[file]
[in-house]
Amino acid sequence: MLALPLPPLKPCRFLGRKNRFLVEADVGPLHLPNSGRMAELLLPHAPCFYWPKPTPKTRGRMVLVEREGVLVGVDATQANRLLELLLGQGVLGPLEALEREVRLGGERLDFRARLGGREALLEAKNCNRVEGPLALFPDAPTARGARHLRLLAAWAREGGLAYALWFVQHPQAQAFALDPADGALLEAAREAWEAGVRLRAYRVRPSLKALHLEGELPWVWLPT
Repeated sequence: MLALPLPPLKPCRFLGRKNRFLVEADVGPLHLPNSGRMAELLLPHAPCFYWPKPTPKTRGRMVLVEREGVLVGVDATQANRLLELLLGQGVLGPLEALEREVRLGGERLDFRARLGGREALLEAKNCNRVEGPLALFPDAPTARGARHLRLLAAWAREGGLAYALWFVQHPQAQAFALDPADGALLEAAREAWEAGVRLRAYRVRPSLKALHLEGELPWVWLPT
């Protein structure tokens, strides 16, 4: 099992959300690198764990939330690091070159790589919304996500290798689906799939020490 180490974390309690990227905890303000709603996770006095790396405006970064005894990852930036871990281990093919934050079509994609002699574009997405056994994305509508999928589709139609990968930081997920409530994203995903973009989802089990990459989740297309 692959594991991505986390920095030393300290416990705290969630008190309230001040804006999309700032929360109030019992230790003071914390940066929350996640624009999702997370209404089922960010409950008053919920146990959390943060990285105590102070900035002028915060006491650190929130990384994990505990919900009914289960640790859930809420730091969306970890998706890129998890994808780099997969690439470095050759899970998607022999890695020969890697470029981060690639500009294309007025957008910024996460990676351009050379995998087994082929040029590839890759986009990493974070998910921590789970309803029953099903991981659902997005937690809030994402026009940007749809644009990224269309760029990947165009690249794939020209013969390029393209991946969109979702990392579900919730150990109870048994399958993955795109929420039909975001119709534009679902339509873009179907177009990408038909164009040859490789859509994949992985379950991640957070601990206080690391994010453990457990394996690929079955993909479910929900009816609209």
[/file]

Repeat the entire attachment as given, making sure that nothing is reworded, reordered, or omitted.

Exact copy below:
[in-house]
Amino acid sequence: MLALPLPPLKPCRFLGRKNRFLVEADVGPLHLPNSGRMAELLLPHAPCFYWPKPTPKTRGRMVLVEREGVLVGVDATQANRLLELLLGQGVLGPLEALEREVRLGGERLDFRARLGGREALLEAKNCNRVEGPLALFPDAPTARGARHLRLLAAWAREGGLAYALWFVQHPQAQAFALDPADGALLEAAREAWEAGVRLRAYRVRPSLKALHLEGELPWVWLPT
Repeated sequence: MLALPLPPLKPCRFLGRKNRFLVEADVGPLHLPNSGRMAELLLPHAPCFYWPKPTPKTRGRMVLVEREGVLVGVDATQANRLLELLLGQGVLGPLEALEREVRLGGERLDFRARLGGREALLEAKNCNRVEGPLALFPDAPTARGARHLRLLAAWAREGGLAYALWFVQHPQAQAFALDPADGALLEAAREAWEAGVRLRAYRVRPSLKALHLEGELPWVWLPT
């Protein structure tokens, strides 16, 4: 099992959300690198764990939330690091070159790589919304996500290798689906799939020490 180490974390309690990227905890303000709603996770006095790396405006970064005894990852930036871990281990093919934050079509994609002699574009997405056994994305509508999928589709139609990968930081997920409530994203995903973009989802089990990459989740297309 692959594991991505986390920095030393300290416990705290969630008190309230001040804006999309700032929360109030019992230790003071914390940066929350996640624009999702997370209404089922960010409950008053919920146990959390943060990285105590102070900035002028915060006491650190929130990384994990505990919900009914289960640790859930809420730091969306970890998706890129998890994808780099997969690439470095050759899970998607022999890695020969890697470029981060690639500009294309007025957008910024996460990676351009050379995998087994082929040029590839890759986009990493974070998910921590789970309803029953099903991981659902997005937690809030994402026009940007749809644009990224269309760029990947165009690249794939020209013969390029393209991946969109979702990392579900919730150990109870048994399958993955795109929420039909975001119709534009679902339509873009179907177009990408038909164009040859490789859509994949992985379950991640957070601990206080690391994010453990457990394996690929079955993909479910929900009816609209």